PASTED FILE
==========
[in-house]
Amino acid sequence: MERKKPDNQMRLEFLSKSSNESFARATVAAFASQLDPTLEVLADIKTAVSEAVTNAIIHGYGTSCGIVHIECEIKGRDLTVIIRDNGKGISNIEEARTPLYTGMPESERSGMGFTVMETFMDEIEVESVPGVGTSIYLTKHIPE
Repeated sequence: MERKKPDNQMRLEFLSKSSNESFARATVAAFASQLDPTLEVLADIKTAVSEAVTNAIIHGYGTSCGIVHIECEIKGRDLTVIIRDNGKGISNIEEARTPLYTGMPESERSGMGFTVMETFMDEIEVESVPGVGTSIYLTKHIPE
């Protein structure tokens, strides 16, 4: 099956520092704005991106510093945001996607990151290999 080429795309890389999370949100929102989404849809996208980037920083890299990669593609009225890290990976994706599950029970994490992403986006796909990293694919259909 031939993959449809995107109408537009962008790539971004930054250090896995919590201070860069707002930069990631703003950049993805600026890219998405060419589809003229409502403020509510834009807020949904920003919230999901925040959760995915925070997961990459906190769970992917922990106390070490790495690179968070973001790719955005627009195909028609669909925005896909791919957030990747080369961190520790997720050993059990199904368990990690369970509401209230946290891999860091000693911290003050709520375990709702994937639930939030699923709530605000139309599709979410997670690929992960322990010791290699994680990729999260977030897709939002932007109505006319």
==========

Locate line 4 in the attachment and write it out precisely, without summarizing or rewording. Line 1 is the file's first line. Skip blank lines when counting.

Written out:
């Protein structure tokens, strides 16, 4: 099956520092704005991106510093945001996607990151290999 080429795309890389999370949100929102989404849809996208980037920083890299990669593609009225890290990976994706599950029970994490992403986006796909990293694919259909 031939993959449809995107109408537009962008790539971004930054250090896995919590201070860069707002930069990631703003950049993805600026890219998405060419589809003229409502403020509510834009807020949904920003919230999901925040959760995915925070997961990459906190769970992917922990106390070490790495690179968070973001790719955005627009195909028609669909925005896909791919957030990747080369961190520790997720050993059990199904368990990690369970509401209230946290891999860091000693911290003050709520375990709702994937639930939030699923709530605000139309599709979410997670690929992960322990010791290699994680990729999260977030897709939002932007109505006319």